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Eco-warriors can leave their dreadlocks at home

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If you've had a yen to protest against the evil doings of corporate giants and nasty governments, but find that baggy rainbow jumpers just aren't you, then the Internet could be just what you need.

Tree-squatting, tunnel digging and dreadlocks are pass‚. Cyber protest is the name of the game, according to a group calling themselves the Electro-hippies. This is not Donovan-meets-Kraftwerk as the name suggests, but rather a band of GM protesters who are recruiting people to launch denial-of-service attacks - of the type that brought down Yahoo and Amazon - against the creators of Frankenstein foods.

So now you can make the world a better place while maintaining the integrity of your wardrobe.

How much?

Amusing snippets are coming in thick and fast from readers, including this one from an indignant contractor.

Not content with the Government's efforts on IR35, Glaxo Wellcome now charge contractors 30 per cent more than their permanent counterparts for food in the canteen. The Montrose site has invested in a bigger noticeboard on which to display the two prices. One price for permanent employees and the higher one for contractors.

It won't be long before differential rates are charged for using the company car park!

Why didn't I think of that?

It seems Americans just can't get enough of those fat clients. Internet firm Netpliance was offering a closed-box "Internet appliance" - a CPU with no hard disc and just an Internet connection - for $200. An enterprising geek decided to lever open the casing and add a hard drive with a piece of custom-made cable.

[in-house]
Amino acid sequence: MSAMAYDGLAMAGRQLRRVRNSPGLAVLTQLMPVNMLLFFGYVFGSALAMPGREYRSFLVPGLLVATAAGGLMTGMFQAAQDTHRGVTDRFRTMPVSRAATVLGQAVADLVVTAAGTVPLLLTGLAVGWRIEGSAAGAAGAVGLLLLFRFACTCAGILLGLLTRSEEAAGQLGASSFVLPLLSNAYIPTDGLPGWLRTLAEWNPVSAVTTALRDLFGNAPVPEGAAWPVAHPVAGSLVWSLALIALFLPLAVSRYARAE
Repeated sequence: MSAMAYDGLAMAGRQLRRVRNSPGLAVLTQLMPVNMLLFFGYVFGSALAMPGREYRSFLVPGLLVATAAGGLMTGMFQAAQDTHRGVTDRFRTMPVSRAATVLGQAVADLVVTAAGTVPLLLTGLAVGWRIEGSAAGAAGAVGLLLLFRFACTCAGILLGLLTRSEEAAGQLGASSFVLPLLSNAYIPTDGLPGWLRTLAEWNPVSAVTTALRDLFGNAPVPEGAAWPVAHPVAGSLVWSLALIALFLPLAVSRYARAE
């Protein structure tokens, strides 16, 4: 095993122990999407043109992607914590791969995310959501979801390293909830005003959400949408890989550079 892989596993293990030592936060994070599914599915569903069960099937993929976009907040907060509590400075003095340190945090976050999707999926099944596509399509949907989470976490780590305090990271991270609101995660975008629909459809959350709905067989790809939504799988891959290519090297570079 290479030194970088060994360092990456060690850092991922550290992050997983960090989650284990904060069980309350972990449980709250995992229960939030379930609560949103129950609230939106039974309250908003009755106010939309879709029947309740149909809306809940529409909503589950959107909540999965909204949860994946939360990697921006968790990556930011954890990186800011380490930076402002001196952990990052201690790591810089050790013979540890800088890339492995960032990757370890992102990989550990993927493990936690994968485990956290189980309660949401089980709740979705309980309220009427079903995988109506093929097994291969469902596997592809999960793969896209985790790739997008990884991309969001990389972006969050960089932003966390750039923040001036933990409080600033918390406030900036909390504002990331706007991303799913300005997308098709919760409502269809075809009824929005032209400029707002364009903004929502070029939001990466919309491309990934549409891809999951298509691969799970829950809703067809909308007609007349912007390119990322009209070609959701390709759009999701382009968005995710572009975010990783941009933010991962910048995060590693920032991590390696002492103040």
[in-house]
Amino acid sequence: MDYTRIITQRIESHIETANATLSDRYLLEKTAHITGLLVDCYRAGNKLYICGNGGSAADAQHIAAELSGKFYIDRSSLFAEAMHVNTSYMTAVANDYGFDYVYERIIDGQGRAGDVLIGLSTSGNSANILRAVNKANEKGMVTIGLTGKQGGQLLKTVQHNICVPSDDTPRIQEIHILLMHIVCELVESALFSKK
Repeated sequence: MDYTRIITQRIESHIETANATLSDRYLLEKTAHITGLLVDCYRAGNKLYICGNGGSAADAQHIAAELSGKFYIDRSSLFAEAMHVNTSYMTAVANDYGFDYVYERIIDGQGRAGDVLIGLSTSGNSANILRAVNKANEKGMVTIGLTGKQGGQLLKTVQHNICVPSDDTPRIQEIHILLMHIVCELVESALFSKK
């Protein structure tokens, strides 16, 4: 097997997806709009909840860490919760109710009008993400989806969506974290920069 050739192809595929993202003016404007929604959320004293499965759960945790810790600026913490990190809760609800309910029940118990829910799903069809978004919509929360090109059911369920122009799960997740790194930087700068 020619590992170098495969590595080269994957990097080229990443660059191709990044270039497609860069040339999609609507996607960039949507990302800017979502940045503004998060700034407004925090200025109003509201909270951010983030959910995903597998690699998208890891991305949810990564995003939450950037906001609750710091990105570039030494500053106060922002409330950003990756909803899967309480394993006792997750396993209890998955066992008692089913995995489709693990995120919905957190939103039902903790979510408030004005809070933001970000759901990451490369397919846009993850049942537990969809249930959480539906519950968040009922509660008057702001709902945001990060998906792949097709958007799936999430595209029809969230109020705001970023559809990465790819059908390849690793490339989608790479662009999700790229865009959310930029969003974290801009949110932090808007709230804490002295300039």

Then it dawned on him - and about 100,000 slashdot readers - that he'd just made a $200 Pentium PC. As Netpliance soars toward a stratospheric IPO, one of Downtime's co-workers is working frantically with a screwdriver, a Palm Pilot and an old Sinclair Spectrum and speaks excitedly of an imminent Techmark listing.

Nice and sleazy does it

Mensa - the society for brainboxes which just happens to have a large proportion of IT members - is trying to change its image. How?

By holding meetings in nightclubs with half-naked women to spice things up a bit. Yep, Sir Clive Sinclair and a few other Mensa members were spotted talking shop in London lap dancing club Stringfellows. Certainly puts the term laptop into perspective.

Flying the flag

We've all been to them - company presentations, that is. But for some the event is more than just a presentation of figures at the end of the financial year. Take CMG for example.

The consultancy's 2,000 or so employees recently descended on the Albert Hall wearing company ties, and proceeded to don plastic Union Jack hats and wave flags to the tune of Land of Hope and Glory. More like land of no hope and little glory.

Can any readers beat this for corporate presentation gone crazy? If so, e-mail downtime


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